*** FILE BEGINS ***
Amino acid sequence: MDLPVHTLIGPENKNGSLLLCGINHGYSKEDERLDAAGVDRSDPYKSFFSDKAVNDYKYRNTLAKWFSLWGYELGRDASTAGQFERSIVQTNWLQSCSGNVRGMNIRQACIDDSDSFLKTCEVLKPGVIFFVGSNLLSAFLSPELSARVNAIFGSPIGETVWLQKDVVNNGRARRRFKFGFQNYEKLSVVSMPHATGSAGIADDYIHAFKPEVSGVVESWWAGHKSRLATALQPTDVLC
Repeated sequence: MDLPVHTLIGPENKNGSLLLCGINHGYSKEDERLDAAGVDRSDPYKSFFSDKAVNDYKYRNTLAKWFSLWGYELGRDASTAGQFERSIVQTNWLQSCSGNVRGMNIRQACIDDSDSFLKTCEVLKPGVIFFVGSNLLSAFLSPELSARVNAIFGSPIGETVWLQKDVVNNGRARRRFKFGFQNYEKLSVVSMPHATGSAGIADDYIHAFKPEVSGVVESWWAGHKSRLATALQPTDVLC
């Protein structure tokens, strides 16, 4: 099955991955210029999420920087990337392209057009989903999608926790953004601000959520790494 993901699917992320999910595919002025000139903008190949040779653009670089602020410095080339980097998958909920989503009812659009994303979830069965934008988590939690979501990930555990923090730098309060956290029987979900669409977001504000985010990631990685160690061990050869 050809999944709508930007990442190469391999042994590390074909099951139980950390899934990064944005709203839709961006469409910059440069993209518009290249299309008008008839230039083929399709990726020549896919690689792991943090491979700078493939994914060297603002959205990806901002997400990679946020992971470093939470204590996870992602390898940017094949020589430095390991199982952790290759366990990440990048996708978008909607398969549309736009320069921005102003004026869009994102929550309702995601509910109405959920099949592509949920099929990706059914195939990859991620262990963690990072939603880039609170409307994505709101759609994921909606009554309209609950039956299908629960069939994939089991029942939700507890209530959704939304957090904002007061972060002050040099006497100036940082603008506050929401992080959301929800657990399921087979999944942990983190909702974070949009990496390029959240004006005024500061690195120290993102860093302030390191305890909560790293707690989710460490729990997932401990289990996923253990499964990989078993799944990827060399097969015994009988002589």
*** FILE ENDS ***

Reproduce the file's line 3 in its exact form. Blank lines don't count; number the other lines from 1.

């Protein structure tokens, strides 16, 4: 099955991955210029999420920087990337392209057009989903999608926790953004601000959520790494 993901699917992320999910595919002025000139903008190949040779653009670089602020410095080339980097998958909920989503009812659009994303979830069965934008988590939690979501990930555990923090730098309060956290029987979900669409977001504000985010990631990685160690061990050869 050809999944709508930007990442190469391999042994590390074909099951139980950390899934990064944005709203839709961006469409910059440069993209518009290249299309008008008839230039083929399709990726020549896919690689792991943090491979700078493939994914060297603002959205990806901002997400990679946020992971470093939470204590996870992602390898940017094949020589430095390991199982952790290759366990990440990048996708978008909607398969549309736009320069921005102003004026869009994102929550309702995601509910109405959920099949592509949920099929990706059914195939990859991620262990963690990072939603880039609170409307994505709101759609994921909606009554309209609950039956299908629960069939994939089991029942939700507890209530959704939304957090904002007061972060002050040099006497100036940082603008506050929401992080959301929800657990399921087979999944942990983190909702974070949009990496390029959240004006005024500061690195120290993102860093302030390191305890909560790293707690989710460490729990997932401990289990996923253990499964990989078993799944990827060399097969015994009988002589």